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After that they tooke the sayd Roode and weyed hym vppe and set hym in his olde accustomed place, MarginaliaThe Roode of Paules set vp with Te Deum.and all the while they were doyng thereof, the whole Quiere sang Te Deum, and when that was ended, they rang the Belles,

not onely for ioy, but also for the notable and great fact they had done therein.

Not long after this, a mery fellow came into Paules, and spyed the Roode with Mary and Iohn new set vp, whereto (among a great sorte of people) he made lowe curtesie and sayd: MarginaliaSalutation to the Roode of Paules.Syr, your Maistership is welcome to Towne. I had thought to haue talked further with your Maistershyp, but that ye be here clothed in the Queenes coulours. I hope ye be but a sōmers byrd, in that ye be dressed in white and greene. &c.

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The Prince thus beyng in the Church of Paules, after Doctour Harpesfield had finished his Oration in Latin, set forward through Fleetestreet, and so came to White hall, where he with the Queene remayned foure dayes after, and from thence remoued vnto Richmond.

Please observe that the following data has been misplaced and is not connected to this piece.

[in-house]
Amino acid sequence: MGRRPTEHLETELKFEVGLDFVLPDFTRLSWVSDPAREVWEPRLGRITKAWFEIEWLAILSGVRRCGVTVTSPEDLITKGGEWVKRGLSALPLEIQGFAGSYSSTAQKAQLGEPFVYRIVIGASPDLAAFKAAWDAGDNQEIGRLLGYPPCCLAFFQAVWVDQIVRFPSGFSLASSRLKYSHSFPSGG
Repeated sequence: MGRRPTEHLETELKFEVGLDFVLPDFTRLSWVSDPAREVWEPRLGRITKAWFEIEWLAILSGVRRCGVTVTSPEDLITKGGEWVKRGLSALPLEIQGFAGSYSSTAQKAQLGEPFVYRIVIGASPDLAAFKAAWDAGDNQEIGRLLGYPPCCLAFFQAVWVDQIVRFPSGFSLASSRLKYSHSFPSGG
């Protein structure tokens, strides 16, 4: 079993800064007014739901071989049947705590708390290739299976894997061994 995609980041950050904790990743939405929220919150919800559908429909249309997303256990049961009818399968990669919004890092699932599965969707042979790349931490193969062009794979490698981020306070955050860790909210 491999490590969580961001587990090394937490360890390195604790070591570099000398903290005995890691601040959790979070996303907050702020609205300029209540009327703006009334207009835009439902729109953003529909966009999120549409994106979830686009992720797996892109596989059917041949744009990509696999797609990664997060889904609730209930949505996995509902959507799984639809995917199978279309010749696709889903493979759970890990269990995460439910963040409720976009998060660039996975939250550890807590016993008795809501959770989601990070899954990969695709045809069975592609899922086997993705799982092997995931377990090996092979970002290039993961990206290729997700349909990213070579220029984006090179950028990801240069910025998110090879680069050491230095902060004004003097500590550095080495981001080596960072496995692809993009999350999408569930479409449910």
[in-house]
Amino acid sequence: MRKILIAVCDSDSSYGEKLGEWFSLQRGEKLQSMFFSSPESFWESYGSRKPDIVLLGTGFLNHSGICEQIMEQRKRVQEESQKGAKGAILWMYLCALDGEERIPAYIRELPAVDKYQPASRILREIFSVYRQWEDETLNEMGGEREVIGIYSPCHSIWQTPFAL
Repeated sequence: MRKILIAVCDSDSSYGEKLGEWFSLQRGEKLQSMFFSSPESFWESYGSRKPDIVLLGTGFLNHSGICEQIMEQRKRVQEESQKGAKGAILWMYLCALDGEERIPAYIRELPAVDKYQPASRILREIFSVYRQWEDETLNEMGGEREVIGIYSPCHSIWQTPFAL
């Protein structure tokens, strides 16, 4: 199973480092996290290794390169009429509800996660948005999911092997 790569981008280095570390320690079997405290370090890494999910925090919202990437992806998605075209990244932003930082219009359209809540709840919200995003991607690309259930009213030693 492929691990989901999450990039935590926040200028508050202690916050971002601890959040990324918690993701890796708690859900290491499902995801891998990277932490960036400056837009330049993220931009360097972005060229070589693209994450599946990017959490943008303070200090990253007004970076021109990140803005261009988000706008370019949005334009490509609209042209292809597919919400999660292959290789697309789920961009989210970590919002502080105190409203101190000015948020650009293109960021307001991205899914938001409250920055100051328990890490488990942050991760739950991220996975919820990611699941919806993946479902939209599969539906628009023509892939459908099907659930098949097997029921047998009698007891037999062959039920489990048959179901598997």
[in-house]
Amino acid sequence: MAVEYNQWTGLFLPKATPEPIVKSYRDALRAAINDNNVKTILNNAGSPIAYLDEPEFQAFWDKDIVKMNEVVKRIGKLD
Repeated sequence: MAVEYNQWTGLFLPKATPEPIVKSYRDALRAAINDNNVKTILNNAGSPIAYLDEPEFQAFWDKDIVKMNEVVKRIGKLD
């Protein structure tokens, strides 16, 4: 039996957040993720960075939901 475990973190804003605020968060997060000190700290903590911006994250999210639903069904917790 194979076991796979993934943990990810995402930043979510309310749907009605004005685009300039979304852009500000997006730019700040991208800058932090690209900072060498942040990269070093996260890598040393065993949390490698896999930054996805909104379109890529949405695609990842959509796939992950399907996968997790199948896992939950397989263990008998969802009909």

After this, all the Lordes had leaue to depart into their countreyes, with straite commaundement to bryng all their harnesse and artillery into the Tower of London with all speede. 

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The remainder of the material in this block - Philip and Mary retiring to Hampton Court, Bonner's visitation, and a proclamation against vagabonds and servants without masters - was added in 1570 from unidentifiable sources (1570, pp. 1654-55; 1576, p. 1402; 1583, p. 1473).

Now remayned there no English Lord at the court but the Byshop of Winchester. From Richmond they remoued to Hampton Court, where the hall doore within the Court was continually shut, so that no man might enter, vnles his arrand were first knowen: whiche seemed straunge to English men that had not bene vsed thereto.

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MarginaliaSeptemb. 8.About the eight day of September, Byshop Boner began his visitation, who charged vj. men in euery Parish to inquire (according to theyr othes) and to present before hym the day after S. Mathewes day, beyng the xxij. of September, all such persons as eyther had or should offend in any of hys Articles, which he had set forth to the number of. 37. Of the which visitation of Boner, I haue somewhat more largely to entreate, after that fyrst I shall ouerpasse a few other thyngs folowyng in course of this present story.